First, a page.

South Korean diplomat says Kim has ‘given his word’ on nukes

This combination of pictures created on March 09, 2018 comprising of an undated picture released from North Korea's official Korean Central News Agency (KCNA) on January 17, 2018 showing North Korean leader Kim Jong-Un visiting the newly-renovated Pyongyang Teachers' University in Pyongyang and US President Donald Trump applauding as he stands in front of the Warsaw Uprising Monument on Krasinski Square during the Three Seas Initiative Summit in Warsaw, Poland, in this July 6, 2017 file photos. (AFP)
Updated 19 March 2018
0

South Korean diplomat says Kim has ‘given his word’ on nukes

WASHINGTON: South Korea’s foreign minister says North Korea’s leader has “given his word” he’s committed to denuclearization, a prime condition for a potential summit with President Donald Trump in May.
Trump has agreed to what would be historic talks after South Korean officials relayed that Kim Jong Un was committed to ridding the Korean Peninsula of nuclear weapons and was willing to halt nuclear and missile tests.
North Korea hasn’t publicly confirmed the summit plans, and a meeting place isn’t known.
South Korea’s Kang Kyung-wha says Seoul has asked the North “to indicate in clear terms the commitment to denuclearization” and she says Kim’s “conveyed that commitment.”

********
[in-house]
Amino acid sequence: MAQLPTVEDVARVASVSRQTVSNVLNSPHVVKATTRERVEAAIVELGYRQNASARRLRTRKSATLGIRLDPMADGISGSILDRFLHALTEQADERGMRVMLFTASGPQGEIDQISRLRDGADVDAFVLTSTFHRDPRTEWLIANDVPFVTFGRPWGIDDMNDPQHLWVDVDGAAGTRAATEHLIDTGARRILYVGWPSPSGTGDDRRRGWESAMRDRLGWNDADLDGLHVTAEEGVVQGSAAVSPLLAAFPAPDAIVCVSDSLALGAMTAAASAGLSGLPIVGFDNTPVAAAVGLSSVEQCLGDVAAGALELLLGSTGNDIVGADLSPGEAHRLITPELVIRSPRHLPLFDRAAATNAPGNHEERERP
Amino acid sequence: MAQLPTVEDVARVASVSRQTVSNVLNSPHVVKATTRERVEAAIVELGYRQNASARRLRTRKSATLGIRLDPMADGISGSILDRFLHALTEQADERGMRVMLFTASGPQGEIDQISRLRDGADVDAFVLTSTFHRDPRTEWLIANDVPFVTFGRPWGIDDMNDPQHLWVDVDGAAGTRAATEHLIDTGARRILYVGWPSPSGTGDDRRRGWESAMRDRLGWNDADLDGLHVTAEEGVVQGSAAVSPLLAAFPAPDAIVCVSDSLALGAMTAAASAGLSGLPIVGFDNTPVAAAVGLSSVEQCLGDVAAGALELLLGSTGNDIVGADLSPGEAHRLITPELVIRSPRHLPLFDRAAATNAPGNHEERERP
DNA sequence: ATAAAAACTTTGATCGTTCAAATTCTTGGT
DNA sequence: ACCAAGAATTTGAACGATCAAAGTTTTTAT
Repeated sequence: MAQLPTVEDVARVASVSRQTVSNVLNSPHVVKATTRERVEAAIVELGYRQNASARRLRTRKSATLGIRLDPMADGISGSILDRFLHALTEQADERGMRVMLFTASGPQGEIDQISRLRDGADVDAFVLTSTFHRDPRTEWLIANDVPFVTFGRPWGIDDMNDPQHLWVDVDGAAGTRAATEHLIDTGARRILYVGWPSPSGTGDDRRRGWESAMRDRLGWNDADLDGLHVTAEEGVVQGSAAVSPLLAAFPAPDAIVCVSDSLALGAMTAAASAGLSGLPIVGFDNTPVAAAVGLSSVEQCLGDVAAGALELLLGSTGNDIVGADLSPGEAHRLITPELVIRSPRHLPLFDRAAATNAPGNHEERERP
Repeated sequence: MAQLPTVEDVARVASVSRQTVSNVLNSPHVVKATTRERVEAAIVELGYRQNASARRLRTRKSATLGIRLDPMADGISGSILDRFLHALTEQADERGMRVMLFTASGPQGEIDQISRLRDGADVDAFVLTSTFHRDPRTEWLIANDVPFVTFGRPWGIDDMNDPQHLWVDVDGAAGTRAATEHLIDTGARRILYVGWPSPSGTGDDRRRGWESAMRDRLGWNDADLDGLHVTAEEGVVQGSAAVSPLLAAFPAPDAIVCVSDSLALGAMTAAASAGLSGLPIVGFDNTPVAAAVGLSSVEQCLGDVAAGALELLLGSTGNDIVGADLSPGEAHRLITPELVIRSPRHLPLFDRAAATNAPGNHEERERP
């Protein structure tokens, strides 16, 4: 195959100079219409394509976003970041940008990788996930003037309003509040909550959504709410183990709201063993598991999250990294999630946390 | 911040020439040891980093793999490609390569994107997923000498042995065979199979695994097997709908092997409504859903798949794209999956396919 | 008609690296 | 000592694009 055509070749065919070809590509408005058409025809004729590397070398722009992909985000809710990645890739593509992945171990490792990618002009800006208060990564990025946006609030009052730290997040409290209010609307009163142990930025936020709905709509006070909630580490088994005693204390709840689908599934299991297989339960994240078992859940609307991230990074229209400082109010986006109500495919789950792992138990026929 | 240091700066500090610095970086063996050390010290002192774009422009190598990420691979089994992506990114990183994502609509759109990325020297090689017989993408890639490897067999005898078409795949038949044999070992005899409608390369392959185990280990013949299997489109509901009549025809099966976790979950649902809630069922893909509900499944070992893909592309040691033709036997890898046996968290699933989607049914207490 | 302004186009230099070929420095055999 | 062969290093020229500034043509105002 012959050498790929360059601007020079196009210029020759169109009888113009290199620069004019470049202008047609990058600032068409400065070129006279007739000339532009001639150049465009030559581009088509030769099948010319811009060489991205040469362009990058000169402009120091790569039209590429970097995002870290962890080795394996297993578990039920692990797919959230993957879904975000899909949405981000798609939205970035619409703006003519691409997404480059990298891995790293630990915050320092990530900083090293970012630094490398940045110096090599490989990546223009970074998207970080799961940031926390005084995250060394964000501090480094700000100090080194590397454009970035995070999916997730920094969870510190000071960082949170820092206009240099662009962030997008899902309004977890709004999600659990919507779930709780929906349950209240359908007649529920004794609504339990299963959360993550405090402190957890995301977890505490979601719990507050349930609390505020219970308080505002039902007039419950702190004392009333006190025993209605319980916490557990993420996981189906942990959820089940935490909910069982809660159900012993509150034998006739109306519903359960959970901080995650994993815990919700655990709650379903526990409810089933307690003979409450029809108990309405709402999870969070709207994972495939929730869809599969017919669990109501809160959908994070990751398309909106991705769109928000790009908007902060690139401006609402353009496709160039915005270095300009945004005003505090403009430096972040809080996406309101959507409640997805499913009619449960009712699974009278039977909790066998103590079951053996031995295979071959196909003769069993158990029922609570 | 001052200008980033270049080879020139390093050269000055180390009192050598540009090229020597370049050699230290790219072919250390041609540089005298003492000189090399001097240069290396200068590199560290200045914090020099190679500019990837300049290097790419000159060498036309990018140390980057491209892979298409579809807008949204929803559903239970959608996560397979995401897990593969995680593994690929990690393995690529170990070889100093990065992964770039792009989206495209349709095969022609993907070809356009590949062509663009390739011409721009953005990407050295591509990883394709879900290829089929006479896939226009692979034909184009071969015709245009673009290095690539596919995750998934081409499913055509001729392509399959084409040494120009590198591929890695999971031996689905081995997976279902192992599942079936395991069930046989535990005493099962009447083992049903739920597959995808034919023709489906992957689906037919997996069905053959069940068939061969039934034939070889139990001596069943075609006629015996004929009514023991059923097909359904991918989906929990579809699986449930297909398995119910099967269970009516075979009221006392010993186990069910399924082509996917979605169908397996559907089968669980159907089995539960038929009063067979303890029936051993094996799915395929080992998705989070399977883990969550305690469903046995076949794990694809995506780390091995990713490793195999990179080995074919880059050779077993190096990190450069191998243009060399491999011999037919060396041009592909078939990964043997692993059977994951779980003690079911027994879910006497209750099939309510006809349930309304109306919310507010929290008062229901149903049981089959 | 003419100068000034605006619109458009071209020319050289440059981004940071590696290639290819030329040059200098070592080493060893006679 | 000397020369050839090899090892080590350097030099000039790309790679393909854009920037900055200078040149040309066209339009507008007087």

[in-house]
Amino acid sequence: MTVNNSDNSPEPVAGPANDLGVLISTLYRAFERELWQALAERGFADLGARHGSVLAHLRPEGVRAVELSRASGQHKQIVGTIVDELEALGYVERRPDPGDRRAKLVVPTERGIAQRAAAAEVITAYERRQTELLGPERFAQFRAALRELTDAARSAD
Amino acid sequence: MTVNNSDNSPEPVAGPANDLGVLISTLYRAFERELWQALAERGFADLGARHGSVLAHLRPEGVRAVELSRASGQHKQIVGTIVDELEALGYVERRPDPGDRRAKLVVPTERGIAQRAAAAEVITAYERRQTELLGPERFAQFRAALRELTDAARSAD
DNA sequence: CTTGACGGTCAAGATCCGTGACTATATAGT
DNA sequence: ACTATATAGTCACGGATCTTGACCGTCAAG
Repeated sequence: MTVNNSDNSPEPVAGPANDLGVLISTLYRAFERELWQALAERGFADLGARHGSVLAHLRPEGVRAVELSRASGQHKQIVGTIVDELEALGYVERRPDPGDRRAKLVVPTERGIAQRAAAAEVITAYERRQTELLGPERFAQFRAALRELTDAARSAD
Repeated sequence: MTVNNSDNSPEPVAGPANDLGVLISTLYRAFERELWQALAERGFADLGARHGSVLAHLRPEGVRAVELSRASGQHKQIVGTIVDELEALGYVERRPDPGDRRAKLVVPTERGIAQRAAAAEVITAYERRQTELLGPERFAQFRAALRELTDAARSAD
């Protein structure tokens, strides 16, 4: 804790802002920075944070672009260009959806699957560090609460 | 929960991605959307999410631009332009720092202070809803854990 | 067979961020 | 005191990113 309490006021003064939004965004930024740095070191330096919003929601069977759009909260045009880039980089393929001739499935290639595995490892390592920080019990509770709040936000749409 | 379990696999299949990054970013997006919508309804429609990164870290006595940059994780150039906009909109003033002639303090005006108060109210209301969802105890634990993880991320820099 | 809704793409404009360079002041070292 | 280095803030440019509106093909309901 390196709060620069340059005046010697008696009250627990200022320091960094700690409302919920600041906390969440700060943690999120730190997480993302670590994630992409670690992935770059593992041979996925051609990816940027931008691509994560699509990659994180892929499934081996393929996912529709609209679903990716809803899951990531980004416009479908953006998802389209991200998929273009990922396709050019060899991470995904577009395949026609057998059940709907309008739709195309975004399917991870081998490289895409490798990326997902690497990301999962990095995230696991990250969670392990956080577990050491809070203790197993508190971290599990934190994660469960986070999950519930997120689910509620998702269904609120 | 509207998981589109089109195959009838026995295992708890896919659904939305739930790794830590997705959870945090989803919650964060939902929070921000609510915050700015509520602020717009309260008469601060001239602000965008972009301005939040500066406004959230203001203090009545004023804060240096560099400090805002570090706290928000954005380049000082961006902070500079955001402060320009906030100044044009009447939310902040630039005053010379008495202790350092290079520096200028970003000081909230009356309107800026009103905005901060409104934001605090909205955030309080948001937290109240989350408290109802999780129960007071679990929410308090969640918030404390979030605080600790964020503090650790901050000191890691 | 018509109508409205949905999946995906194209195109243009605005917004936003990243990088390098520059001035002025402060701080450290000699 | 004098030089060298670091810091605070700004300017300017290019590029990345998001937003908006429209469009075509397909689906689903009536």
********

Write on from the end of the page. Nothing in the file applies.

She tells CBS’ “Face the Nation” that “he’s given his word” and it’s “the first time that the words came directly” from the North’s leader.


Muslim woman who refused handshake denied French citizenship

Updated 14 min 17 sec ago
0

Muslim woman who refused handshake denied French citizenship

  • An Algerian Muslim who refused to shake hands with officials during her citizenship ceremony has been denied a French passport.
  • The government said her behavior showed she was “not assimiliated into the French community”.

Paris: France’s highest administrative court has upheld a decision to deny a French passport to an Algerian Muslim who refused to shake hands with officials during her citizenship ceremony, according to a ruling seen by AFP Thursday.
The woman argued that her “religious beliefs” prevented her from shaking hands with a senior official presiding over the citizenship ceremony in the southeastern Isere region in June 2016, as well as with a local politician.
The government said her behavior showed she was “not assimiliated into the French community” — one of the reasons it can invoke under the civil code to oppose citizenship for the spouse of a French national.
The woman, who has been married to a Frenchman since 2010, appealed the April 2017 decision, calling it an “abuse of power.”
But the Council of State, the court of last appeal in such matters, ruled the government “had not improperly applied” the law.